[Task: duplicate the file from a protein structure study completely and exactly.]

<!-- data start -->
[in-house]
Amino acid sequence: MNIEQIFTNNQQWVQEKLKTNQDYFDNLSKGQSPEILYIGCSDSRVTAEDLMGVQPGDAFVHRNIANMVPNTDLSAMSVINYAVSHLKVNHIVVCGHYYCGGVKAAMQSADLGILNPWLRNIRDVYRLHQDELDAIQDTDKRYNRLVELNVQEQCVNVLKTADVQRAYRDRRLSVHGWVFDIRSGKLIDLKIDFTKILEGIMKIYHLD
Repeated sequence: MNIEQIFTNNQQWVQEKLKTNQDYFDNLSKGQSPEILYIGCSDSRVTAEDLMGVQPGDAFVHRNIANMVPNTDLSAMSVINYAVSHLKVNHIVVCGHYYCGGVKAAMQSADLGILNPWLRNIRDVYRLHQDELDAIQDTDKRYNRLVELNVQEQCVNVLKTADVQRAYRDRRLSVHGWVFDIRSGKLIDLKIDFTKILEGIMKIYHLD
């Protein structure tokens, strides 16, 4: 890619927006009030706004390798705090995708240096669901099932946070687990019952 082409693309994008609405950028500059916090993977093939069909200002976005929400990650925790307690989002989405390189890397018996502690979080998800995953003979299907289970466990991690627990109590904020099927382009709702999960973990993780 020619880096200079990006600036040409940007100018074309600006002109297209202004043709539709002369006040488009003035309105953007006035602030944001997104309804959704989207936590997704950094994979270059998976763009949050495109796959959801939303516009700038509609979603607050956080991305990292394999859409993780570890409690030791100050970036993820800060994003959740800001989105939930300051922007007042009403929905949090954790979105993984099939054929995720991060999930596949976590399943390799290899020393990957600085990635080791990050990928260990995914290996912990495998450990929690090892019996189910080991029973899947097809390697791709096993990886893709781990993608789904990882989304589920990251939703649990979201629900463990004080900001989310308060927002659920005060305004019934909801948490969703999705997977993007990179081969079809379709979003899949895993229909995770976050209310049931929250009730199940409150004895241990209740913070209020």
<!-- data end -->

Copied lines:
[in-house]
Amino acid sequence: MNIEQIFTNNQQWVQEKLKTNQDYFDNLSKGQSPEILYIGCSDSRVTAEDLMGVQPGDAFVHRNIANMVPNTDLSAMSVINYAVSHLKVNHIVVCGHYYCGGVKAAMQSADLGILNPWLRNIRDVYRLHQDELDAIQDTDKRYNRLVELNVQEQCVNVLKTADVQRAYRDRRLSVHGWVFDIRSGKLIDLKIDFTKILEGIMKIYHLD
Repeated sequence: MNIEQIFTNNQQWVQEKLKTNQDYFDNLSKGQSPEILYIGCSDSRVTAEDLMGVQPGDAFVHRNIANMVPNTDLSAMSVINYAVSHLKVNHIVVCGHYYCGGVKAAMQSADLGILNPWLRNIRDVYRLHQDELDAIQDTDKRYNRLVELNVQEQCVNVLKTADVQRAYRDRRLSVHGWVFDIRSGKLIDLKIDFTKILEGIMKIYHLD
């Protein structure tokens, strides 16, 4: 890619927006009030706004390798705090995708240096669901099932946070687990019952 082409693309994008609405950028500059916090993977093939069909200002976005929400990650925790307690989002989405390189890397018996502690979080998800995953003979299907289970466990991690627990109590904020099927382009709702999960973990993780 020619880096200079990006600036040409940007100018074309600006002109297209202004043709539709002369006040488009003035309105953007006035602030944001997104309804959704989207936590997704950094994979270059998976763009949050495109796959959801939303516009700038509609979603607050956080991305990292394999859409993780570890409690030791100050970036993820800060994003959740800001989105939930300051922007007042009403929905949090954790979105993984099939054929995720991060999930596949976590399943390799290899020393990957600085990635080791990050990928260990995914290996912990495998450990929690090892019996189910080991029973899947097809390697791709096993990886893709781990993608789904990882989304589920990251939703649990979201629900463990004080900001989310308060927002659920005060305004019934909801948490969703999705997977993007990179081969079809379709979003899949895993229909995770976050209310049931929250009730199940409150004895241990209740913070209020």